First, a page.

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In re SK Foods

UNITED STATES DISTRICT COURT EASTERN DISTRICT OF CALIFORNIA


February 26, 2010

IN RE: SK FOODS, L.P., A CALIFORNIA LIMITED PARTNERSHIP, AND RHM INDUSTRIAL /SPECIALTY FOODS, INC., A CALIFORNIA CORPORATION, D/B/A COLUSA COUNTY CANNING CO., DEBTORS.
SS FARMS, LLC., SSC FARMING, LLC, SSC FARMING 1, LLC, SSC FARMING 2 LLC AND SCOTT SALYER, APPELLANTS,
v.
BRADLEY D. SHARP, CHAPTER 11 TRUSTEE, APPELLEE.

The opinion of the court was delivered by: Morrison C. England, Jr. United States District Judge

ORDER

Through the present Motions,*fn1 Bankruptcy Trustee Bradley D. Sharp ("Trustee") seeks to dismiss the appeal brought by SS Farms, LLC, SSC Farming LLC, SSC Farming 1, LLC, SSC Farming 2, LLC, and Scott Salyer (collectively referred to as "Appellants") of the Bankruptcy Court's order denying Appellants' motion to remove the Trustee.*fn2

The Trustee's Motions are premised on the contention that the Bankruptcy Court's order declining, to remove the trustee is not a final appealable order under 28 U.S.C. § 158(a)(1). The Trustee goes on to argue that the order cannot satisfy the standard for interlocutory review even if not deemed final. Because the Court concludes that the order does indeed qualify as a final order for purposes of appeal, the Trustee's Motions fail on that ground alone, and the Court need not consider whether the underlying order could have supported appeal on an interlocutory basis.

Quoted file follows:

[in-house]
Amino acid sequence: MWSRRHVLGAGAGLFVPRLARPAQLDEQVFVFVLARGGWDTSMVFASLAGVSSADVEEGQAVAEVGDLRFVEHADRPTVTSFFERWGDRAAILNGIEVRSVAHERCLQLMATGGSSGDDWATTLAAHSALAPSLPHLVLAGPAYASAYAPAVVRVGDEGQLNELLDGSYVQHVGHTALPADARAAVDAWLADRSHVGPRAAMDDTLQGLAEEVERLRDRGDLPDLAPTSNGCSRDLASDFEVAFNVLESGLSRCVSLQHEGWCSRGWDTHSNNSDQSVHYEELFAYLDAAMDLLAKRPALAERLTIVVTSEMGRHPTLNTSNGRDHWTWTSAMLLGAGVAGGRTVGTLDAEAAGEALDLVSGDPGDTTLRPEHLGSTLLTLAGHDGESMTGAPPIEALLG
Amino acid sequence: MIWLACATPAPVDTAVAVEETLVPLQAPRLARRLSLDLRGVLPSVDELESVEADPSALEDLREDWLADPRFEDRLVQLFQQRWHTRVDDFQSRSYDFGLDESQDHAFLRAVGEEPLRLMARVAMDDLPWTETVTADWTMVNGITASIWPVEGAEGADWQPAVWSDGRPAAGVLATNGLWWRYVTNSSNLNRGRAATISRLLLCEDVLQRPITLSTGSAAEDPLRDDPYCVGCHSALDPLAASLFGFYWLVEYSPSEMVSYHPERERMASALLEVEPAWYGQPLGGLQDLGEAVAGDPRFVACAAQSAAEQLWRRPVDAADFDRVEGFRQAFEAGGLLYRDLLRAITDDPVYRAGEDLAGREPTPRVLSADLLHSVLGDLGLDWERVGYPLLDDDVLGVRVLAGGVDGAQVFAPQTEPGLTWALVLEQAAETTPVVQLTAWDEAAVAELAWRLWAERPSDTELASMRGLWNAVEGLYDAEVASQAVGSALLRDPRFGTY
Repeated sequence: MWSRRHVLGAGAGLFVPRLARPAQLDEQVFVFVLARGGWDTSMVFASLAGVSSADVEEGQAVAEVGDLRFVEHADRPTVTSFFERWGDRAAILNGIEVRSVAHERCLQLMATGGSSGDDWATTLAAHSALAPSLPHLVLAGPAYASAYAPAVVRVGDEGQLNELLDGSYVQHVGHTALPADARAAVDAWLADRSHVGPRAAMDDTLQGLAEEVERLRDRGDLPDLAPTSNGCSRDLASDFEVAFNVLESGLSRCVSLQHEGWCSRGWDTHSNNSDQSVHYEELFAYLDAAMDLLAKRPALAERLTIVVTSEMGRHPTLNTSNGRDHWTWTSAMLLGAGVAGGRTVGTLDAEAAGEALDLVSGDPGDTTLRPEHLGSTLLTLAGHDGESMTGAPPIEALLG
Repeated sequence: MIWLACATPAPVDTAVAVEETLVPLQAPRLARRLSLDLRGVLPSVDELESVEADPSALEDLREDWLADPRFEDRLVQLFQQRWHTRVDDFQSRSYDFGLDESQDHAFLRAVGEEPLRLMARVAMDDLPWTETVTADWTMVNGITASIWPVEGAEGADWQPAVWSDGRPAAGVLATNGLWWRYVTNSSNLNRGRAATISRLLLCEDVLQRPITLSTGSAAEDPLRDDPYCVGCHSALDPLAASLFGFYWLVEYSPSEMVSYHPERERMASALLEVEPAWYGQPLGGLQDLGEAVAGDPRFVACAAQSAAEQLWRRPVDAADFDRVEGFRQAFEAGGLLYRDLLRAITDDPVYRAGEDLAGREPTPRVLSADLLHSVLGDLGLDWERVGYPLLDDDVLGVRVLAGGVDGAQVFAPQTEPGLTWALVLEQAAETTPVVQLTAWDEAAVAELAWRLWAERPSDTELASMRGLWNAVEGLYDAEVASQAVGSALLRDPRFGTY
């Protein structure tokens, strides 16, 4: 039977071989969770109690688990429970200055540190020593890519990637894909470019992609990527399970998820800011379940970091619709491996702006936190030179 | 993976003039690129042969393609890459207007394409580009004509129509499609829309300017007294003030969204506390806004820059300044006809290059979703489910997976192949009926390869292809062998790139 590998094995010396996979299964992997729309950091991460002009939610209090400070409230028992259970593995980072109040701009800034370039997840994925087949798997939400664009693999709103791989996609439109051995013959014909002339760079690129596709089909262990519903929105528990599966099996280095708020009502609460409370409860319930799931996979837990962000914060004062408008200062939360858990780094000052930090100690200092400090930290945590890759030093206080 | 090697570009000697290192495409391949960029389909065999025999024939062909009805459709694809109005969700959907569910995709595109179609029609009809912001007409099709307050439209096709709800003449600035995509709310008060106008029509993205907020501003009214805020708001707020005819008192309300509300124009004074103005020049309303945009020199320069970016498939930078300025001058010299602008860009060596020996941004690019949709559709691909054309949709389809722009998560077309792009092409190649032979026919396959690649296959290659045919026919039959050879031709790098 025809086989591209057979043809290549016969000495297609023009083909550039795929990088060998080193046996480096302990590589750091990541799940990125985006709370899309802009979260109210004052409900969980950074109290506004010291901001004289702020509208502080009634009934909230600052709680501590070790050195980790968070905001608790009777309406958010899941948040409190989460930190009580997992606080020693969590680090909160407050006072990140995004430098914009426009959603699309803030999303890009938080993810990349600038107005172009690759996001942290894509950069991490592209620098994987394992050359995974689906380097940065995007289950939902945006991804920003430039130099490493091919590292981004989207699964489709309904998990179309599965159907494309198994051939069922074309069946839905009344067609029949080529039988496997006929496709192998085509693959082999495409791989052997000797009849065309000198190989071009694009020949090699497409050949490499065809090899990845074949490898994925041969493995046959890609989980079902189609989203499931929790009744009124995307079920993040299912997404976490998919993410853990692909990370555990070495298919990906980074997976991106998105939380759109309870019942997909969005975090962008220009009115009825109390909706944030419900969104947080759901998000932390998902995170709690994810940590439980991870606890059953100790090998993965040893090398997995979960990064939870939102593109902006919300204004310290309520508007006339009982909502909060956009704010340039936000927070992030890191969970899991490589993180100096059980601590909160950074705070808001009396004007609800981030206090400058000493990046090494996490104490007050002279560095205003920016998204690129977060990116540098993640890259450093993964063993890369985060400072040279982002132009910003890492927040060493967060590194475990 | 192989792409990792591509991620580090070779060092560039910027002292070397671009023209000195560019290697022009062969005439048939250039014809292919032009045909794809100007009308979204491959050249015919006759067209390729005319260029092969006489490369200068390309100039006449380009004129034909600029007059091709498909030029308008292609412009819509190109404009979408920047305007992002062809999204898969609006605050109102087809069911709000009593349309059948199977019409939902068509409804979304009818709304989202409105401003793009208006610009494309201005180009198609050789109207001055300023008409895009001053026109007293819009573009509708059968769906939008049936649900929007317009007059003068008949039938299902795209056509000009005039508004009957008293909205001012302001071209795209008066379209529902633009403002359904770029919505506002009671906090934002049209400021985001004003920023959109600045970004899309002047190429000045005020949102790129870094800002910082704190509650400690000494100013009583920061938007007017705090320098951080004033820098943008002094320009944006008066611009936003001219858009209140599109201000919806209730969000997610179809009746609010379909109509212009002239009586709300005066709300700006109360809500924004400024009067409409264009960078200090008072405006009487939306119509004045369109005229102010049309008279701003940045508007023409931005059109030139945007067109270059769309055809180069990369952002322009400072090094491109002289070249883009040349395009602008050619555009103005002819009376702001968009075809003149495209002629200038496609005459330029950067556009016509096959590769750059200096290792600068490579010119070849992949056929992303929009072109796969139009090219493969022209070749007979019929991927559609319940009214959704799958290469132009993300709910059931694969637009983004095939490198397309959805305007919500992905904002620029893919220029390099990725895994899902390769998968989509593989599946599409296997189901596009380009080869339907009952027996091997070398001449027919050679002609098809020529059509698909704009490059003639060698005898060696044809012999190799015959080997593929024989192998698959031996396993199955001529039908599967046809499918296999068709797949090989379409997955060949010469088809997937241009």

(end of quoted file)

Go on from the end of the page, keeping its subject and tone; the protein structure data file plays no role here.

The Ninth Circuit, in In re AFI Holding, Inc., 530 F.3d 832, 837 (9th Cir. 2008) found explicitly that an order removing a bankruptcy trustee is a final order over which jurisdiction attaches pursuant to 28 U.S.C. § 158.

In support of that conclusion, the AFI Holding court cited to law from its sister circuits, including a Seventh Circuit case which, like the motion now before this Court, dealt with the question of whether a denial of a motion to remove a bankruptcy trustee is a final order. Id., citing Matter of Schultz Mfg. Co., 956 F.2d 868, 691-92 (7th Cir. 1992). As the Ninth Circuit favorably noted, the Schultz court specifically answered that question in the affirmative. Consequently, while AFI Holding may be distinguishable on its facts from the instant matter inasmuch as that case dealt with an order removing a bankruptcy trustee as opposed to the denial of a removal request involved here, the Ninth Circuit nonetheless also pointed to case law resolving the very issue with which we are now confronted, and did so approvingly. Treating the removal a trustee the same as the denial of such removal makes sense since the motions are, in essence, mirror images of each other.

Moreover, even aside from the implications of AFI Holding, the weight of additional case law appears to favor treatment of the denial of a request for removal of a trustee as a final order for purposes of appeal. See, e.g., In re Granderson, 252 B.R. 1, 4 (1st Cir. B.A.P. 2000) (order denying request to remove trustee is a final order).

Consequently, the Court finds that the underlying order of the Bankruptcy Court denying Appellant's motion to remove the bankruptcy trustee is indeed final for purposes of invoking this Court's jurisdiction. The Trustee's present Motions to Dismiss (Docket No. 7 in 2:09-cv-02941-MCE and Docket No. 6 in 2:09-cv-02939-MCE) are consequently DENIED.

IT IS SO ORDERED.


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